The season finale of AMERICAN CRIME’s third season brought its major story arcs to a close that some may find frustrating and other may find very fitting for this show. As I predicted, there weren’t any TRUE happy endings. There were those that were kinda sorta leaning towards a positive note I GUESS. But overall it held true to its bleak and dismal look at American society and the human struggle many of us choose to ignore each and every day.
We open on poor Gabrielle, still drugged up and being held for the kidnapping of the Coates family’s son, Nicky. She tried to escape with him last week after she had just had enough of what was going on in that insanely tense household. The issue last week was that nobody spoke French, and so Gabrielle couldn’t even truly explain herself or her situation. In a surprise twist, this story doesn’t end with Clair and Nicholas (mostly Clair, but Nicholas was surely complicit) getting away with all they’ve put this poor immigrant woman through. Remember a couple episodes ago Gabrielle wrote a letter to her estranged son Yves? Well guess who shows up with those letter detailing exactly what was happening in the Coates house, down to the gritty details of Clair’s physical abuse. I think this was supposed to be a reveal but we all knew that Gabrielle wasn’t REALLY hurting herself, right?
Clair is in big trouble. It’s clear that she was physically abusing Gabrielle in a kind of trickle-down rage. Nicholas was so emotionally and verbally abusive to her, no wonder she wanted to pour scalding hot water on somebody (okay, so, not all of us would do that, but the point is anger like that has roots). Clair calls Nicholas out for this but there is no resolution between the two. The one admirable thing Clair does perhaps the entire season is that when Nicholas arranges for Clair to be able to settle out of court, she insists on going in front of a judge. She knows she’s done wrong and wants her comeuppance.
However, that leaves Nicholas in a predicament. He’s now forced to care for the boy he’s resented since he was born because he’s not his biological son. Is little Nicky better off without his mother? Almost certainly not. But in a short hopeful moment we do see Nicholas attempting to bond with his son.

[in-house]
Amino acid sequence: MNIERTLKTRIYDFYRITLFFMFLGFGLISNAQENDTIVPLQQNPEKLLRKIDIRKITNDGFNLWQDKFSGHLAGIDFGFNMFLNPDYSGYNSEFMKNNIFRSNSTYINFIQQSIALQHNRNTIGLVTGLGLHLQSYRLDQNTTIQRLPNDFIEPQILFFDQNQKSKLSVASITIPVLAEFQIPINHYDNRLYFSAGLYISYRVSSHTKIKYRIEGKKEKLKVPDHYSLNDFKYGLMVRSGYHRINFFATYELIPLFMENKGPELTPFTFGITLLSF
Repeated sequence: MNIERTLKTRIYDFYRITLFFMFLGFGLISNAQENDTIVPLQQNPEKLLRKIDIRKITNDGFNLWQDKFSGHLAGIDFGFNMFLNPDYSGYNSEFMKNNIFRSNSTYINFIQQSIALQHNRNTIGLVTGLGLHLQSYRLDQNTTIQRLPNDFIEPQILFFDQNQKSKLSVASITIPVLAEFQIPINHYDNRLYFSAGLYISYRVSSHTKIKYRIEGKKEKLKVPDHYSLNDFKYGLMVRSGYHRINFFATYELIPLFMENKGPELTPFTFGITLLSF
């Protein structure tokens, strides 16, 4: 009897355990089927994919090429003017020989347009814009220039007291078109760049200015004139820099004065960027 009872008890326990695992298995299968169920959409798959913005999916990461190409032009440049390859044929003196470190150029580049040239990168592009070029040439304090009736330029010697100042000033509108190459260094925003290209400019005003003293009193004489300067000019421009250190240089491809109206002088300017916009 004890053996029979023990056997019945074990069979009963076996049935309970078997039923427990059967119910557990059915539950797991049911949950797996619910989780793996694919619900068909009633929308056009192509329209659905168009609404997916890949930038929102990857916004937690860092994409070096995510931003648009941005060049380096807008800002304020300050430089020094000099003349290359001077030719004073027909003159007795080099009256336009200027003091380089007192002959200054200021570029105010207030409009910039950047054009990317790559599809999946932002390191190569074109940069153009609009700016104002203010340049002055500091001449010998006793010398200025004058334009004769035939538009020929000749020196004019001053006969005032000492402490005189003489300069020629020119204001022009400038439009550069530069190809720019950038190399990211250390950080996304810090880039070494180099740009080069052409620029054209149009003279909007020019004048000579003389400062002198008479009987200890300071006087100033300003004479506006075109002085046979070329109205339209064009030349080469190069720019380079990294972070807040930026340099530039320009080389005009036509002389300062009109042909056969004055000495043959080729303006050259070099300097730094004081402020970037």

Jeanette has the ending that is probably hardest to swallow. Faced with having to take care of her drug-addict sister Raelyn’s two young girls on her own, she has no other choice but to come crawling back to her husband Carson. Raelyn is serving eighteen months in jail and Jeanette sees this as an opportunity for her to pursue permanent legal guardianship of her nieces and give them some semblance of a stable upbringing. Carson agrees. But guess who has the final say, considering this is more of a “business arrangement” than anything else?
Lori Anne. Ugh. She gives poor Jeanette a stern talking to like a scolding mother for all she’s put the family through. We know right away that she’s not walking away from this unpunished. The penalty? She must go in front of the Hesby farm workers and personally assure them that the Hesby family cares about their well-being and are dedicated to their safety and thriving on the farm. It’s a crock of horse poop and it’s a tough pill to swallow. But Jeanette has those two girls to look out for now, so she’s got to drop her ideals and her quest for a new life to put them first.
Speaking of dropping ideals and putting people first: Kimara has an interesting conclusion to her arc. Last we left her we were wondering if Dustin was going to tell her about Shae’s murder in the cam girl house. He does. It’s tragic watching Kimara realize that Shae is the murdered girl Dustin is telling her about. So what does this all lead to? Dustin, who was trying to do the right thing, being tried in court as an accessory to murder (Kimara is there to advocate for him but you get the sense he is screwed). The people who actually killed Shae are nowhere to be seen.
This is the last straw for Kimara. She’s completely lost all her ideals about being able to help people. She now has to look out for herself. It’s the only thing she has some sort of control over. She goes to her friend Abby who offered her the job at her shelter last week and says she’ll take it–as long as she gets double the salary she’s been working with. Knowing that asking for this takes away from valuable resources for helping homeless kids, Kimara goes ahead with it anyway. In a scene mirror the first scene we ever met her in, she is now in front of a doctor discussing a new round of IVF treatment so she can have a baby–and this time she’s not worried about the price tag on that.
In the end we see a montage of Dustin, Raelyn, and Clair going to their hearings. In the back we see the true victims: Teo, Shae, and Isaac standing there eerily. Looking for justice, but none truly being served, at least for them. We, as a society, failed them. And there’s no justice for all those faceless workers who died in the Hesby farm trailer fire either. It’s a sad but poignant conclusion that begs we all take a closer look at what evils Americans are turning a blind eye to. It’s an important show I hope will stay on for a fourth season.
Season 3, Episode 8 (S03E08)
American Crime airs Sunday at 10PM on ABC
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Paul Gulyas | Contributor